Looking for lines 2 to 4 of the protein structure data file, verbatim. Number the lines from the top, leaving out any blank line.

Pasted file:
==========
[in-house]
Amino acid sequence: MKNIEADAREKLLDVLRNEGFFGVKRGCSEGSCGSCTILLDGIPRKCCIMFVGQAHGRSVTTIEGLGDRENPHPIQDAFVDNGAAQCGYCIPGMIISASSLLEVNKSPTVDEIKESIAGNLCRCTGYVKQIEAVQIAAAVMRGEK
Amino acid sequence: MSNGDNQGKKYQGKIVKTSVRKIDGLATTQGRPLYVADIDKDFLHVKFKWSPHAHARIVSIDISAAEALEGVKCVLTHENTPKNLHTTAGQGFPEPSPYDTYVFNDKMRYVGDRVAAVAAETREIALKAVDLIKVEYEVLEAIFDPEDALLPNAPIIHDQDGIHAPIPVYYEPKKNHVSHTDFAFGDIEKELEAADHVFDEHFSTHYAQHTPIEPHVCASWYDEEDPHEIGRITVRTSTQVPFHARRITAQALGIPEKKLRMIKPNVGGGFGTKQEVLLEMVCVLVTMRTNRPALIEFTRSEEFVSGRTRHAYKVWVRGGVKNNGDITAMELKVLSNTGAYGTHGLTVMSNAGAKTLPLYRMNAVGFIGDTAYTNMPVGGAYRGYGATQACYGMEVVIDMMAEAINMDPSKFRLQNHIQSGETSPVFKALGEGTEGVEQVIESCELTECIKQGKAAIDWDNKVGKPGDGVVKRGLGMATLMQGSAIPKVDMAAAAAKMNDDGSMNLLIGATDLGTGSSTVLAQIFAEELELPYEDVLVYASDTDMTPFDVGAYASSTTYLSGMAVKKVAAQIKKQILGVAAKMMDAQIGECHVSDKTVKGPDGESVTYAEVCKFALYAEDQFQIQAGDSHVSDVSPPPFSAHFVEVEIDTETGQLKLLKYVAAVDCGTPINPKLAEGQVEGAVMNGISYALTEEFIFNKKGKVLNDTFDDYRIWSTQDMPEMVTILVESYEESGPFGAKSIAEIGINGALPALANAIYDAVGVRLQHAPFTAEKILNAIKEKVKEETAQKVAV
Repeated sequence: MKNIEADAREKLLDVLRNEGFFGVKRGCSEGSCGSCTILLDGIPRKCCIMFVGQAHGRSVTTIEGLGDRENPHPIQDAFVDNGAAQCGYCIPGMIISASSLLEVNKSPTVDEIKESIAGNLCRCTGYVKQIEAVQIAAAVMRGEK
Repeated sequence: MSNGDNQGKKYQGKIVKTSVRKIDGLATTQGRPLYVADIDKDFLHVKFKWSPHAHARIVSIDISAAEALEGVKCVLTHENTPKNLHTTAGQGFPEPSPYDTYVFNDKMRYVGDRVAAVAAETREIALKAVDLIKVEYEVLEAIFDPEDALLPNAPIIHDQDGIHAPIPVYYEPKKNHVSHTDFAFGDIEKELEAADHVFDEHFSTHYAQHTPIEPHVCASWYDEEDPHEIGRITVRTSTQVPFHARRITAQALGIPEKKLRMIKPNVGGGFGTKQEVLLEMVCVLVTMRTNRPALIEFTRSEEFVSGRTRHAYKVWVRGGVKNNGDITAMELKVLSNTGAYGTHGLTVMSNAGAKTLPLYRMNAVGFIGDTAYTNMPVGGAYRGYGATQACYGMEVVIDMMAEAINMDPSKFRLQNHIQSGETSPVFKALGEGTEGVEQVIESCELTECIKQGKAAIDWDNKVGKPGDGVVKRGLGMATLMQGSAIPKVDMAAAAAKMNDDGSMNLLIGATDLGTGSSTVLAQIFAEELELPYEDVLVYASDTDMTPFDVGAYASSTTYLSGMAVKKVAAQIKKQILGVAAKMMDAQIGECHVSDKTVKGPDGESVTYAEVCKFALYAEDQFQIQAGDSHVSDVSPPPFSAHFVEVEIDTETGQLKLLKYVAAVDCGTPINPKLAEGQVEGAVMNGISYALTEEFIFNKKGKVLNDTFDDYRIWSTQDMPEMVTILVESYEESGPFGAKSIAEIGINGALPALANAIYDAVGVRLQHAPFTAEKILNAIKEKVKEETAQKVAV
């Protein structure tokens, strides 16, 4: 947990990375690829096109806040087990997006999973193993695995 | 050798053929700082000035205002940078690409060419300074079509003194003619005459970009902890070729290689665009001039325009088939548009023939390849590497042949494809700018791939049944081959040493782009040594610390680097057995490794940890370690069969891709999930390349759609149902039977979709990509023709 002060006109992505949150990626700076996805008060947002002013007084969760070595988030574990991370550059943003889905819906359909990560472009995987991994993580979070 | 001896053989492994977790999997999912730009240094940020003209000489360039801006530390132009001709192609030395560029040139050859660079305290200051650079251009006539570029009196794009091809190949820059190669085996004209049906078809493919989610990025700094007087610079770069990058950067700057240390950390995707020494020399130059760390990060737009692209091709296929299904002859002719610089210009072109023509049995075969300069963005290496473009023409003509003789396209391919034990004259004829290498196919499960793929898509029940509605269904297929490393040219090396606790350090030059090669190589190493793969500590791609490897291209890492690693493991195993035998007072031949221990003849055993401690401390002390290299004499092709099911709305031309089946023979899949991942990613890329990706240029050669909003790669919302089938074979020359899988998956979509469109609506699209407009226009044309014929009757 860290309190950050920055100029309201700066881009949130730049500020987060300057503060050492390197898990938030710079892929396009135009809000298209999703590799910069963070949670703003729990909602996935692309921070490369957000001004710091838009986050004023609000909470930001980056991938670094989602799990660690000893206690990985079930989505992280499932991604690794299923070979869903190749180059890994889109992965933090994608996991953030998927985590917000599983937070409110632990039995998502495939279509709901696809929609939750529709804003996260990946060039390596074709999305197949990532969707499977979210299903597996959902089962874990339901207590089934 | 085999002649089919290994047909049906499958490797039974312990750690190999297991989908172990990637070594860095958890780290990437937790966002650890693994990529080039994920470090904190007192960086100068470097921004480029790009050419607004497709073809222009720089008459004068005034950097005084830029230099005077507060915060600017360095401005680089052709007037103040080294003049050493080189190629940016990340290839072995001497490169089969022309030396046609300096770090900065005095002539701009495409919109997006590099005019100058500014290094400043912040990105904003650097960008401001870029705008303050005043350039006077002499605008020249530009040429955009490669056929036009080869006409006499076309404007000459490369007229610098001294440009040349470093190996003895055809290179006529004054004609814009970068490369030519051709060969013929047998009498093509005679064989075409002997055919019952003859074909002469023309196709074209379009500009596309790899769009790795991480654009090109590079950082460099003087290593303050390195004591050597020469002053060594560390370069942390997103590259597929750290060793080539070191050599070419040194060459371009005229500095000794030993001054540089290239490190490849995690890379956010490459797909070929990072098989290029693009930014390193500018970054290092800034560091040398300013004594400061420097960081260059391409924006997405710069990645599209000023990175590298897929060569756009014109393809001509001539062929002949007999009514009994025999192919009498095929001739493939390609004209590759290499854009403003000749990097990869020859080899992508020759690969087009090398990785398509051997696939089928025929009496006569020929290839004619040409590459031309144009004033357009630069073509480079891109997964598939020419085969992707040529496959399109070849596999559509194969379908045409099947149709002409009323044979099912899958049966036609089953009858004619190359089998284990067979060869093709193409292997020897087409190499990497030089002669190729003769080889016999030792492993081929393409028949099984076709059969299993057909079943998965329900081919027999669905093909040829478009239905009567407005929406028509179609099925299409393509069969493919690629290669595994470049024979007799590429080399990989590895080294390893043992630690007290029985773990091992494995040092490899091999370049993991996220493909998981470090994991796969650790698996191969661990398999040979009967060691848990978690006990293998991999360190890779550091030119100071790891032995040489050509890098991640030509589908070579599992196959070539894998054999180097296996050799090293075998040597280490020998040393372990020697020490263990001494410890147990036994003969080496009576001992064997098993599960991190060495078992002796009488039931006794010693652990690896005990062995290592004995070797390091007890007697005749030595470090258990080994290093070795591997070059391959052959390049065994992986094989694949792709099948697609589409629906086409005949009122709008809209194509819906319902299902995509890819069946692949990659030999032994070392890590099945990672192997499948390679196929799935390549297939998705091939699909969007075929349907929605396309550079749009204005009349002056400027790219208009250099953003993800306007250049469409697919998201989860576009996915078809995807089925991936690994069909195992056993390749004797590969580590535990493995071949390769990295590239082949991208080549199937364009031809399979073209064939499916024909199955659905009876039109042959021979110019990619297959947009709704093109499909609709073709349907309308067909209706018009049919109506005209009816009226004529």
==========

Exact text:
Amino acid sequence: MKNIEADAREKLLDVLRNEGFFGVKRGCSEGSCGSCTILLDGIPRKCCIMFVGQAHGRSVTTIEGLGDRENPHPIQDAFVDNGAAQCGYCIPGMIISASSLLEVNKSPTVDEIKESIAGNLCRCTGYVKQIEAVQIAAAVMRGEK
Amino acid sequence: MSNGDNQGKKYQGKIVKTSVRKIDGLATTQGRPLYVADIDKDFLHVKFKWSPHAHARIVSIDISAAEALEGVKCVLTHENTPKNLHTTAGQGFPEPSPYDTYVFNDKMRYVGDRVAAVAAETREIALKAVDLIKVEYEVLEAIFDPEDALLPNAPIIHDQDGIHAPIPVYYEPKKNHVSHTDFAFGDIEKELEAADHVFDEHFSTHYAQHTPIEPHVCASWYDEEDPHEIGRITVRTSTQVPFHARRITAQALGIPEKKLRMIKPNVGGGFGTKQEVLLEMVCVLVTMRTNRPALIEFTRSEEFVSGRTRHAYKVWVRGGVKNNGDITAMELKVLSNTGAYGTHGLTVMSNAGAKTLPLYRMNAVGFIGDTAYTNMPVGGAYRGYGATQACYGMEVVIDMMAEAINMDPSKFRLQNHIQSGETSPVFKALGEGTEGVEQVIESCELTECIKQGKAAIDWDNKVGKPGDGVVKRGLGMATLMQGSAIPKVDMAAAAAKMNDDGSMNLLIGATDLGTGSSTVLAQIFAEELELPYEDVLVYASDTDMTPFDVGAYASSTTYLSGMAVKKVAAQIKKQILGVAAKMMDAQIGECHVSDKTVKGPDGESVTYAEVCKFALYAEDQFQIQAGDSHVSDVSPPPFSAHFVEVEIDTETGQLKLLKYVAAVDCGTPINPKLAEGQVEGAVMNGISYALTEEFIFNKKGKVLNDTFDDYRIWSTQDMPEMVTILVESYEESGPFGAKSIAEIGINGALPALANAIYDAVGVRLQHAPFTAEKILNAIKEKVKEETAQKVAV
Repeated sequence: MKNIEADAREKLLDVLRNEGFFGVKRGCSEGSCGSCTILLDGIPRKCCIMFVGQAHGRSVTTIEGLGDRENPHPIQDAFVDNGAAQCGYCIPGMIISASSLLEVNKSPTVDEIKESIAGNLCRCTGYVKQIEAVQIAAAVMRGEK